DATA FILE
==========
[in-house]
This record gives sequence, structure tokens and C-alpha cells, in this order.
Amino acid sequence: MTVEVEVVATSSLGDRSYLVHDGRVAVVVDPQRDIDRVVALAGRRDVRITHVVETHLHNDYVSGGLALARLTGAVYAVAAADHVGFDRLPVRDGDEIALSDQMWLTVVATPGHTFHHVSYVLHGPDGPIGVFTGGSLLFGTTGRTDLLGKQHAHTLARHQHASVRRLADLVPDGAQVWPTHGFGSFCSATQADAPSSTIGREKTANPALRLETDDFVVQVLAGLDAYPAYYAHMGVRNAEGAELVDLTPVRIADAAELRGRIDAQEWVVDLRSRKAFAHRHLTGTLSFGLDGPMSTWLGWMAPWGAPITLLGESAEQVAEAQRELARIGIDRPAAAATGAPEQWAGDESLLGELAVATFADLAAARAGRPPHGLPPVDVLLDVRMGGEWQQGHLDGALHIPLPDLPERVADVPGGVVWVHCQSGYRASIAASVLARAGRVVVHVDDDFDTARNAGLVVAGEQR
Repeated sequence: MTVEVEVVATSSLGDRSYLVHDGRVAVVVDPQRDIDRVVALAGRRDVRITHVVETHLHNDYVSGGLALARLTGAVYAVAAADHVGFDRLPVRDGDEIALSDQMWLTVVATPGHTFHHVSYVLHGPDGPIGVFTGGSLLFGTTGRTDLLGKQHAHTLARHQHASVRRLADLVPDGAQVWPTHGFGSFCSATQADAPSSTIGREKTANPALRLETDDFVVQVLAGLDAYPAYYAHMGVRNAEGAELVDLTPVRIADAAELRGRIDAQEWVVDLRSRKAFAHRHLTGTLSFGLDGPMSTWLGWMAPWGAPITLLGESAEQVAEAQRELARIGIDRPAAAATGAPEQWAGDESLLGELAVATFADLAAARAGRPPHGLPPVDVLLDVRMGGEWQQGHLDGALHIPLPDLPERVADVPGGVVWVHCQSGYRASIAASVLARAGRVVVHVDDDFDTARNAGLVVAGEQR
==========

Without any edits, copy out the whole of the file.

[in-house]
This record gives sequence, structure tokens and C-alpha cells, in this order.
Amino acid sequence: MTVEVEVVATSSLGDRSYLVHDGRVAVVVDPQRDIDRVVALAGRRDVRITHVVETHLHNDYVSGGLALARLTGAVYAVAAADHVGFDRLPVRDGDEIALSDQMWLTVVATPGHTFHHVSYVLHGPDGPIGVFTGGSLLFGTTGRTDLLGKQHAHTLARHQHASVRRLADLVPDGAQVWPTHGFGSFCSATQADAPSSTIGREKTANPALRLETDDFVVQVLAGLDAYPAYYAHMGVRNAEGAELVDLTPVRIADAAELRGRIDAQEWVVDLRSRKAFAHRHLTGTLSFGLDGPMSTWLGWMAPWGAPITLLGESAEQVAEAQRELARIGIDRPAAAATGAPEQWAGDESLLGELAVATFADLAAARAGRPPHGLPPVDVLLDVRMGGEWQQGHLDGALHIPLPDLPERVADVPGGVVWVHCQSGYRASIAASVLARAGRVVVHVDDDFDTARNAGLVVAGEQR
Repeated sequence: MTVEVEVVATSSLGDRSYLVHDGRVAVVVDPQRDIDRVVALAGRRDVRITHVVETHLHNDYVSGGLALARLTGAVYAVAAADHVGFDRLPVRDGDEIALSDQMWLTVVATPGHTFHHVSYVLHGPDGPIGVFTGGSLLFGTTGRTDLLGKQHAHTLARHQHASVRRLADLVPDGAQVWPTHGFGSFCSATQADAPSSTIGREKTANPALRLETDDFVVQVLAGLDAYPAYYAHMGVRNAEGAELVDLTPVRIADAAELRGRIDAQEWVVDLRSRKAFAHRHLTGTLSFGLDGPMSTWLGWMAPWGAPITLLGESAEQVAEAQRELARIGIDRPAAAATGAPEQWAGDESLLGELAVATFADLAAARAGRPPHGLPPVDVLLDVRMGGEWQQGHLDGALHIPLPDLPERVADVPGGVVWVHCQSGYRASIAASVLARAGRVVVHVDDDFDTARNAGLVVAGEQR